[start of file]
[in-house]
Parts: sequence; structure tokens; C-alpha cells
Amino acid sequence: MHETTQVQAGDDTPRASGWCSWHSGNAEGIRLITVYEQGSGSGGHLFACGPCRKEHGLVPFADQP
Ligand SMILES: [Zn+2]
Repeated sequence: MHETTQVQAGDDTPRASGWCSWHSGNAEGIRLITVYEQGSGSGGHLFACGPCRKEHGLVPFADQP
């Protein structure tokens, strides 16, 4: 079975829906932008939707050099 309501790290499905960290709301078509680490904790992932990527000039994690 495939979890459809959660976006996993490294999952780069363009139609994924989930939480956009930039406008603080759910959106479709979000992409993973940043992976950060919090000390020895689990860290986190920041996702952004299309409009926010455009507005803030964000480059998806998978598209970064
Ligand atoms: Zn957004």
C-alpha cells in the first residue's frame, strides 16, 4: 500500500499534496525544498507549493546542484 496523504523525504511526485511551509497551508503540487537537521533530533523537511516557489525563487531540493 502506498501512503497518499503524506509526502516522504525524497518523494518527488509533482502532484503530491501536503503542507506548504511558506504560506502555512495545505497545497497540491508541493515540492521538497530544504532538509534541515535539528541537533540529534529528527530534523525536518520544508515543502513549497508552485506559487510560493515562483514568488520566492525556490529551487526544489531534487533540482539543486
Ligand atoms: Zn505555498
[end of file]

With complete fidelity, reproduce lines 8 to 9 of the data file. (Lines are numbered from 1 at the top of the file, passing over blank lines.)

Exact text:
C-alpha cells in the first residue's frame, strides 16, 4: 500500500499534496525544498507549493546542484 496523504523525504511526485511551509497551508503540487537537521533530533523537511516557489525563487531540493 502506498501512503497518499503524506509526502516522504525524497518523494518527488509533482502532484503530491501536503503542507506548504511558506504560506502555512495545505497545497497540491508541493515540492521538497530544504532538509534541515535539528541537533540529534529528527530534523525536518520544508515543502513549497508552485506559487510560493515562483514568488520566492525556490529551487526544489531534487533540482539543486
Ligand atoms: Zn505555498